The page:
High Quality French Bulldogs Located In New York State

Paying It Forward


In 2020 I had the opportunity to rescue an English Bulldog that desperately needed soft palate surgery.  The owner had called me asking for help.  I drove to PA to picked him up and took him to Dr. Ross at Colonial Animal Hospital in Ithaca.  I felt if anyone could help him, it would be Dr. Ross.

This is a video of Toby the day I brought him home.  He was just one year old and had been treated his entire life for chronic Pneumonia.   He had a raspy cough.  His soft palate was elongated down into his larynx causing constant irritation and saliva that would get trapped in his throat and lungs .

Without immediate medical attention his time on earth was extremely limited.  His immune system was challenged from constant antibiotics.


Toby was seen by Dr. Ross a number of times before he could do any surgery.  The first step was treating the chronic pneumonia.

Dr. Ross kept Toby for a few nights on IV fluids with antibiotics.  He then came home and was treated orally with antibiotics for six weeks.  Every two weeks I would drive him to Ithaca for updates on his progress.  Finally after eight weeks the xrays showed his lungs were clear, he was running and playing and breathing well.  So I left him with Dr Ross and the next day I received the call that the surgery went well.  Toby was one of the worst cases he had seen in his career.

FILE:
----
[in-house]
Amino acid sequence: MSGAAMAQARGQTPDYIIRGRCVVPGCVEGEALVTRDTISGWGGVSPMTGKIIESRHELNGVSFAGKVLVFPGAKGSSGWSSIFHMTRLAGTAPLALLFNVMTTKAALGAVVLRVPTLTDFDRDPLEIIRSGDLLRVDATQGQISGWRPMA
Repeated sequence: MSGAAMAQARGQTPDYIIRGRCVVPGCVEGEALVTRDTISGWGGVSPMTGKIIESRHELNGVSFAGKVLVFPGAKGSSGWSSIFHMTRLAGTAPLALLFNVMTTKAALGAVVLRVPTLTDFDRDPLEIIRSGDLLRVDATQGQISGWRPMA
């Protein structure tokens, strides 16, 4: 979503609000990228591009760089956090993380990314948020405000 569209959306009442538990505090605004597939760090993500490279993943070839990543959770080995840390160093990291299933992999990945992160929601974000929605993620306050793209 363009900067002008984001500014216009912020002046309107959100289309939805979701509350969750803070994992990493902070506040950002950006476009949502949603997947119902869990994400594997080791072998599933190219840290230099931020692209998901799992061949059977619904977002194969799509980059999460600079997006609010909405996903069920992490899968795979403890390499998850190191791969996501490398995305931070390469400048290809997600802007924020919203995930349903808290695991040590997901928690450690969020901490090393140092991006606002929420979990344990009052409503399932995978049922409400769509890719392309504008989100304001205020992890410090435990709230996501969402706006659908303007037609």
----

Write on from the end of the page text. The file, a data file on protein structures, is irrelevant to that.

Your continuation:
Today Toby lives on a farm with plenty of room to play.  Its been a year since his surgery and so far he’s not had any complications.  He continues to live a comfortable life with his loving family and to date, no reoccurring pneumonia.


On April 5, 2012 I received a call from a friend whos pups were born 7 days premature.  They had no hair and facial features not quite developed.  However they were alive and they had a fight in them.

It was a long process.  They were unable to digest formula.  It would come back up as soon as they were tube fed.  Liver water stayed down.  Kyro syrup mixed with water helped give them energy.  They were tube fed every 1.5 hours for the first week.  The vet gave a shot for lung development and antibiotics.  That with Subq fluids, plasma and oxygen I was able to keep them alive.

After a few days they started keeping down formula.  Slowly they were able to be fed more at one time and I went form 1.5 hours to 2 and eventually every 3 hours between tube feeding.  These puppies were tube fed until they were four weeks old.

At five weeks they started eating gruel and drinking water out of a shallow dish.  They litter trained themselves at 6 weeks.

We started out with six puppies.  I lost one the second day and another at 4 weeks.  Its stomach was distended, retaining fluid it peacefully faded.

I ended up with four strong puppies.   I label this experience as most humbling.  It was a learning process that I am very grateful to have been given the opportunity.  These babies pushed me to my limits.

The day they were born

Four weeks old in the same tote (for picture only)